By: Eastern Eye Staff
Lord Navnit Dholakia has urged young British Indians to get involved in politics so the expulsions suffered by the community in Uganda, Fiji and elsewhere are not repeated in Britain.
Dholakia acknowledged there was no serious risk of Indians being thrown out of Britain, even in an increasingly racist post-Brexit climate, but said: “Now is the time to instil knowledge of politics – not necessarily party politics – in our young people so that I hope, in time to come, they will be part of the political process in this country.
“Never make the mistake we made in East Africa, never make the mistakes we made in Fiji and other parts of the world,” declared Dholakia, 79, who became a peer in 1979.
“We went there, made our money and settled but ultimately, not being part of the political process, we were thrown out,” added Dholakia.
“We don’t want to see that particular situation in this country,” he said.
Dholakia, the Liberal Democrats deputy leader in the Lords and his party’s former president, was speaking last week at celebrations to mark Cobra Beer founder Lord Karan Bilimoria’s 10 years as a crossbench peer.
The event was organised jointly by Zoroastrian All Party Parliamentary Group, of which Bilimoria and the Labour MP for Harrow West, Gareth Thomas, are co-chairmen, and the Zoroastrian Trust Funds of Europe, of which Malcolm Deboo is the president.
The meeting, held last Wednesday in the Commons, also discussed the “contribution of British Indians to the UK parliament since 1892”.
It is estimated that members of the Zoroastrian faith, who fled the Muslims of Persia over 1,000 years ago and found refuge in Gujarat in India, have declined in number from 100,000 only a few years ago to 57,000. Britain is believed to have 4,100 living here.
Bilimoria, 54, who is chancellor of Birmingham University among the many hats that he wears, said he was the first Zoroastrian peer – members of the faith are called Parsis if they come from India. He pointed out that, remarkably, the first three Indian origin MPs in Britain were all Parsis.
“The first was Dadabhai Naoroji, a Liberal, in 1892; the second was Mancherjee Bhownagree, a Conservative (in 1895); and the third was “Comrade Sak”, Shapurji Saklatvala, a Communist and Labour Party member (in 1922),” said Bilimoria.
Deboo, who is organising an event next Saturday (19) to mark the contribution of Indian servicemen, especially Zoroastrians, in the First World War, said: “One should not forget Lord (Satyendra Prasanno) Sinha (1863-1928) who was another pioneer – they were the only four Asians of Indian origin who served in parliament till the 1980s.”
Dholakia mentioned the “four musketeers”, as he described Keith Vaz, the late Bernie Grant, Diane Abbott and Paul Boateng, who were all elected Labour MPs in 1987.
“They were the ones who made the initial breakthrough in the political system in this country,” noted Dholakia.
Singling out Vaz, he said: “Let us not forget his contribution in those days.”
He also remembered the late Ashok Kumar, the Labour MP for Middlesbrough South and East Cleveland from 1997 until his death in 2010. His achievement was that he fought and won “in a predominantly white area”.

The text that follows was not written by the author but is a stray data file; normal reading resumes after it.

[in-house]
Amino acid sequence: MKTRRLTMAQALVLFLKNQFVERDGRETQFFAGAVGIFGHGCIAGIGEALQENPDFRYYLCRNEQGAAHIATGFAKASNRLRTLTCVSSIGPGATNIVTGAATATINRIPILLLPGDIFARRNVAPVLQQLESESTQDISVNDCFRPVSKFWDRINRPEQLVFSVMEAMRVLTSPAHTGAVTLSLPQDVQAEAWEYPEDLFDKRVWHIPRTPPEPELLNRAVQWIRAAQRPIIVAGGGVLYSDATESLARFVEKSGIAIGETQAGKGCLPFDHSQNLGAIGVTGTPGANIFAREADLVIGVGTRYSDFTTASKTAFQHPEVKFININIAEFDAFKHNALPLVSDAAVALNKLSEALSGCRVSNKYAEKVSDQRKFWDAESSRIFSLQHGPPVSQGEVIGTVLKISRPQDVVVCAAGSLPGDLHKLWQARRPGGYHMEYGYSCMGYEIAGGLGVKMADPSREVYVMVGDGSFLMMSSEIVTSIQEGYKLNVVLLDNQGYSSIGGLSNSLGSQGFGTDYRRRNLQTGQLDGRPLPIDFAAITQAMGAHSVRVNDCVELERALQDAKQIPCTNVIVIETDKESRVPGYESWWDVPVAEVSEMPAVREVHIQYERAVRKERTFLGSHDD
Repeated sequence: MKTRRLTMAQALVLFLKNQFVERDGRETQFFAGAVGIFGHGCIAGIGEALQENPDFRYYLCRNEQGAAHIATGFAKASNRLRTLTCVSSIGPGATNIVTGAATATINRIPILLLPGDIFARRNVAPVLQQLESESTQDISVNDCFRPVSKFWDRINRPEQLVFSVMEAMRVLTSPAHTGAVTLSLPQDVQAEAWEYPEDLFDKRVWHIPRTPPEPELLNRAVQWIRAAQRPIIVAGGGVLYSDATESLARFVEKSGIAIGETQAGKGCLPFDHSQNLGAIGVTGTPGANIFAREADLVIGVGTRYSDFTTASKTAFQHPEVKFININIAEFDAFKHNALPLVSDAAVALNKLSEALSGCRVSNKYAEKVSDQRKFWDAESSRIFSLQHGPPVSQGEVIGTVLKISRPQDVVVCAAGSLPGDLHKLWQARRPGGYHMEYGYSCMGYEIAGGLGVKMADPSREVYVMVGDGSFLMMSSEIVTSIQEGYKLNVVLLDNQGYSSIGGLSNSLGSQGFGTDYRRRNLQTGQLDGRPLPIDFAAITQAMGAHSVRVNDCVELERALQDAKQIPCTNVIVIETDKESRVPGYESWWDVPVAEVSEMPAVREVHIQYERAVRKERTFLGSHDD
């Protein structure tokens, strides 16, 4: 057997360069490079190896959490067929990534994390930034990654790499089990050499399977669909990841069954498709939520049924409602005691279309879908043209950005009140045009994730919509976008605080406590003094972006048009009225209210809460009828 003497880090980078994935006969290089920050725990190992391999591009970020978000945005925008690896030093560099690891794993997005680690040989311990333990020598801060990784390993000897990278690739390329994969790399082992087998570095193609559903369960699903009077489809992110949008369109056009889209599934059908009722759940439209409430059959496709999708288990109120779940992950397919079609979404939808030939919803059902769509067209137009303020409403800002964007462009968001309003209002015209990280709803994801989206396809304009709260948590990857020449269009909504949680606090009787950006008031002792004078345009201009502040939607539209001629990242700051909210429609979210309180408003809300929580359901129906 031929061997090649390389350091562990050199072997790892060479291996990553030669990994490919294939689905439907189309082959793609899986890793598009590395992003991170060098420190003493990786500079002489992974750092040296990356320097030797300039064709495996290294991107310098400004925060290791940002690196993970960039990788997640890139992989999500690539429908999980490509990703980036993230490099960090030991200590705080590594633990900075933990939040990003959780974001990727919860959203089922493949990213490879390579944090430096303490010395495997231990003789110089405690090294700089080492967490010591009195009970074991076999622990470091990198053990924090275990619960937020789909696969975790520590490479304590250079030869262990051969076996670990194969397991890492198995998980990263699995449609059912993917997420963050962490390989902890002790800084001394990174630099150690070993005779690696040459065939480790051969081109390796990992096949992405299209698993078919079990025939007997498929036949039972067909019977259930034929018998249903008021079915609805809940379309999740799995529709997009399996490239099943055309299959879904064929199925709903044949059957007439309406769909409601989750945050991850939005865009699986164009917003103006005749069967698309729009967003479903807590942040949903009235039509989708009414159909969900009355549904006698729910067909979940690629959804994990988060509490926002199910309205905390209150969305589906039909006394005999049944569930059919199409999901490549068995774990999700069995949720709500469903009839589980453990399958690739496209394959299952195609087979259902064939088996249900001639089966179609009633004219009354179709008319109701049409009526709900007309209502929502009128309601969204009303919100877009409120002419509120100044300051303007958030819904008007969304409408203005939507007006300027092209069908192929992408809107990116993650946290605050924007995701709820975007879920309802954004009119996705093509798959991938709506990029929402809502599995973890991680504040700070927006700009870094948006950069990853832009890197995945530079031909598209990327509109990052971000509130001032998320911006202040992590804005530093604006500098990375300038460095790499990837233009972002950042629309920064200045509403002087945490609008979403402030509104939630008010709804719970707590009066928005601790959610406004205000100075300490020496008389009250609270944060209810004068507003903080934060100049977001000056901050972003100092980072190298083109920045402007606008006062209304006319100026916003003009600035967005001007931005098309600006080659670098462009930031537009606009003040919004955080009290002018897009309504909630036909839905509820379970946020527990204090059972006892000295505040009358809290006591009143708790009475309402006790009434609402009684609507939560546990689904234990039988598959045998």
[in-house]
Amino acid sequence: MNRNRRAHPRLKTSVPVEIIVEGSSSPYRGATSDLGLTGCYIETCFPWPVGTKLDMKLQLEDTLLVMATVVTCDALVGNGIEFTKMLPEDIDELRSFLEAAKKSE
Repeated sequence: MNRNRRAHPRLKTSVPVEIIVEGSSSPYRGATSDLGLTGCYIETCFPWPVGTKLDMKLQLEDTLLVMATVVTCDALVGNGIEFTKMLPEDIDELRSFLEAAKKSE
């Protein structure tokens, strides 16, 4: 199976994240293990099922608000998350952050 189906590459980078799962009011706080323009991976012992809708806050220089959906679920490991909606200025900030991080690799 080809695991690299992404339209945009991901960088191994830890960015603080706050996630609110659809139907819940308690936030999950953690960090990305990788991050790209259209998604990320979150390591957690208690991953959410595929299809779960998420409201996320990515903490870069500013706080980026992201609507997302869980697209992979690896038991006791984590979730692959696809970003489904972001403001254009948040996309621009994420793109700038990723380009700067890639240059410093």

Dholakia was one of two members of the Lords who had formally “supported” Bilimoria when he joined the upper chamber in 2006.
The other was crossbencher Usha Prashar, who claimed Bilimoria as her protégé and praised him for “the links he builds between India and the UK”.
Other speakers who paid tribute to the Parsis in general and Bilimoria in particular included Shailesh Vara, who became the first Indian origin Tory MP in 2005.
He described how Ugandan Asian refugees in 1972 had integrated in Britain – like the Zoroastrians in India – by “dissolving like sugar in milk”.
Virendra Sharma, elected a Labour MP in 2007, described Bilimoria as “a decent, honest, hardworking human being”, who invariably helped charitable causes, however small.
Shreela Flather, 82, who became the first Asian woman to join the Lords in 1998 and is a Tory turned crossbencher, affectionately called Bilimoria a “particularly nice boy, very likeable, very open, very genuine – I like him a lot”.
The latest and youngest recruit to the Lords, 46-year-old Jitesh Gadhia, a Tory, said he had overlapped with Bilimoria at Cambridge. He recalled the happy days when his friend of 28 years “was a member of the Cambridge University Conservative Association”.
It was stated that setting aside party differences, Indian origin parliamentarians were united in seeking the betterment of British Indians and the wider community at large.
Lord Dolar Popat, a Tory peer, said: “The Parsi community in India has been a role model and we have tried to emulate it in Britain – we have, in many ways, followed the Jewish community in making a success of life in the UK.”
The acting Indian high commissioner, Dinesh Patnaik, said he had attended a Parsi wedding when he was 13 and dined off a banana leaf with knife and fork: “Parsis hold on to tradition but are modern at the same time.”
He said that “celebrations are a way of building role models for society – we are the sum total of all our stories”.
Patnaik agreed with Dholakia: “We need to encourage the next generation to start thinking more about politics.”